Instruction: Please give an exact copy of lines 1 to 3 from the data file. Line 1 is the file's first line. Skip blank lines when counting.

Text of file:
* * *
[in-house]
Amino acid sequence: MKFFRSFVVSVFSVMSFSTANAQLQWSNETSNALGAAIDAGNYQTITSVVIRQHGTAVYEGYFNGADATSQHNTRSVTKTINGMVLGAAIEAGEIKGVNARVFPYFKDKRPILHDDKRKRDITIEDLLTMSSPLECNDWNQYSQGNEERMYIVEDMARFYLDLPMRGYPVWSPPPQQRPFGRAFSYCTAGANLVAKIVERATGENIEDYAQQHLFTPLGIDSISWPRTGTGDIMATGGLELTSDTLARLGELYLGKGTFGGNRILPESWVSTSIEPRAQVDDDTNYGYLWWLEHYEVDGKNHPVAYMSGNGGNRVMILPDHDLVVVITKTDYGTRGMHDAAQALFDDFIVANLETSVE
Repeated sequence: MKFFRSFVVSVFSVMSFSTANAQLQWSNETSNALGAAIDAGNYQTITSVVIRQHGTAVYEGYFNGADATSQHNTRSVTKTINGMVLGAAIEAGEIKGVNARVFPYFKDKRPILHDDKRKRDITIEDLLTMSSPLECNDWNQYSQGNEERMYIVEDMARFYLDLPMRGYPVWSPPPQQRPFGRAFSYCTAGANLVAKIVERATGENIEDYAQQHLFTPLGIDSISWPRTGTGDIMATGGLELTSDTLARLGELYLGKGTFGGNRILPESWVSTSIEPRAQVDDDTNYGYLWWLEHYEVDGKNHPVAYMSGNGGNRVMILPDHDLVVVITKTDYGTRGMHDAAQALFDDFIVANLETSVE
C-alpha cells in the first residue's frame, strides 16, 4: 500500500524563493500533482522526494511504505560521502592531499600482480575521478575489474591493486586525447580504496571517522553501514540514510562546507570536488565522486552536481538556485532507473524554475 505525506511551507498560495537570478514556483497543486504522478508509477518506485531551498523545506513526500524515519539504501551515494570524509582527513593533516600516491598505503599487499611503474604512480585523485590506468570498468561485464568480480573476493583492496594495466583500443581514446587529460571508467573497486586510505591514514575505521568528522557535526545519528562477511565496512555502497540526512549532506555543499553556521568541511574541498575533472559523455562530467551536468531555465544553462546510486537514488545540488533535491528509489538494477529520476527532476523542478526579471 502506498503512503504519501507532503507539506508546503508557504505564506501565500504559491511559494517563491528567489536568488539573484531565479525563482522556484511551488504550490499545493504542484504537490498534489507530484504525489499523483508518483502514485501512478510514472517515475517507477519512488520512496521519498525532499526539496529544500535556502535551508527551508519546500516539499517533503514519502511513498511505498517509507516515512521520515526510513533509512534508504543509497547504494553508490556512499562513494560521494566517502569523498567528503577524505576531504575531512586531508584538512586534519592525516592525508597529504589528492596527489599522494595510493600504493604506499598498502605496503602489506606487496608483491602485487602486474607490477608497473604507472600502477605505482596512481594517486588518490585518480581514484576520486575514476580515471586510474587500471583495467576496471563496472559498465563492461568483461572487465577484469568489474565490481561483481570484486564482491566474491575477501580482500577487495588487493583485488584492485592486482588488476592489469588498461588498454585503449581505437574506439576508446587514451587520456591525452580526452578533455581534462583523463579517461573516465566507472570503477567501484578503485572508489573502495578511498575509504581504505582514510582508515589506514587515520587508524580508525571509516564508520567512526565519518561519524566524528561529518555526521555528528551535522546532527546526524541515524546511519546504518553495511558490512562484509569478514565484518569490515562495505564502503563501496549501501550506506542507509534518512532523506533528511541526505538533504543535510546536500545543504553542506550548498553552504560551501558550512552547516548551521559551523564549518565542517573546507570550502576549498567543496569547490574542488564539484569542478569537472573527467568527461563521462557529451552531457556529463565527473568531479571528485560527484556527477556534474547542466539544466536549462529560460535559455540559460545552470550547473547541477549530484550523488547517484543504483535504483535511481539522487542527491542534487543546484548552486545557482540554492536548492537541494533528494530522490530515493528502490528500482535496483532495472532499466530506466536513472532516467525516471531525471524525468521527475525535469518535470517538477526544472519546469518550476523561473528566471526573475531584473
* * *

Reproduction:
[in-house]
Amino acid sequence: MKFFRSFVVSVFSVMSFSTANAQLQWSNETSNALGAAIDAGNYQTITSVVIRQHGTAVYEGYFNGADATSQHNTRSVTKTINGMVLGAAIEAGEIKGVNARVFPYFKDKRPILHDDKRKRDITIEDLLTMSSPLECNDWNQYSQGNEERMYIVEDMARFYLDLPMRGYPVWSPPPQQRPFGRAFSYCTAGANLVAKIVERATGENIEDYAQQHLFTPLGIDSISWPRTGTGDIMATGGLELTSDTLARLGELYLGKGTFGGNRILPESWVSTSIEPRAQVDDDTNYGYLWWLEHYEVDGKNHPVAYMSGNGGNRVMILPDHDLVVVITKTDYGTRGMHDAAQALFDDFIVANLETSVE
Repeated sequence: MKFFRSFVVSVFSVMSFSTANAQLQWSNETSNALGAAIDAGNYQTITSVVIRQHGTAVYEGYFNGADATSQHNTRSVTKTINGMVLGAAIEAGEIKGVNARVFPYFKDKRPILHDDKRKRDITIEDLLTMSSPLECNDWNQYSQGNEERMYIVEDMARFYLDLPMRGYPVWSPPPQQRPFGRAFSYCTAGANLVAKIVERATGENIEDYAQQHLFTPLGIDSISWPRTGTGDIMATGGLELTSDTLARLGELYLGKGTFGGNRILPESWVSTSIEPRAQVDDDTNYGYLWWLEHYEVDGKNHPVAYMSGNGGNRVMILPDHDLVVVITKTDYGTRGMHDAAQALFDDFIVANLETSVE